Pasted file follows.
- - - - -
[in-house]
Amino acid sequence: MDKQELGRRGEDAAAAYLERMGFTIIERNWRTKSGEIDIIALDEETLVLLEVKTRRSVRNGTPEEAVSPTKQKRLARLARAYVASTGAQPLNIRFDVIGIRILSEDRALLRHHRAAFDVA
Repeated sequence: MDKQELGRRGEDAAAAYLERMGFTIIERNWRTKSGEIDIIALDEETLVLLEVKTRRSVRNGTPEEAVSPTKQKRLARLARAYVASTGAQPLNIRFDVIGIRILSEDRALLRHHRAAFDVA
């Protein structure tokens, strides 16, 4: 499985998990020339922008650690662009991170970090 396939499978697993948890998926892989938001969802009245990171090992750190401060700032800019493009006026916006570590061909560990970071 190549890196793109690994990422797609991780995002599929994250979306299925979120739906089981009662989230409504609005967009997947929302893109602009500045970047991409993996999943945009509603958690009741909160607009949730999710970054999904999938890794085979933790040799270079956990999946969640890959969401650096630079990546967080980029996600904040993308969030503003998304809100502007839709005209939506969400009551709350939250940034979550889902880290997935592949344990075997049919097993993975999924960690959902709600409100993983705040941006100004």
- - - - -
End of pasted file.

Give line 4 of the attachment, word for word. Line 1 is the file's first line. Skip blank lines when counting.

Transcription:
């Protein structure tokens, strides 16, 4: 499985998990020339922008650690662009991170970090 396939499978697993948890998926892989938001969802009245990171090992750190401060700032800019493009006026916006570590061909560990970071 190549890196793109690994990422797609991780995002599929994250979306299925979120739906089981009662989230409504609005967009997947929302893109602009500045970047991409993996999943945009509603958690009741909160607009949730999710970054999904999938890794085979933790040799270079956990999946969640890959969401650096630079990546967080980029996600904040993308969030503003998304809100502007839709005209939506969400009551709350939250940034979550889902880290997935592949344990075997049919097993993975999924960690959902709600409100993983705040941006100004």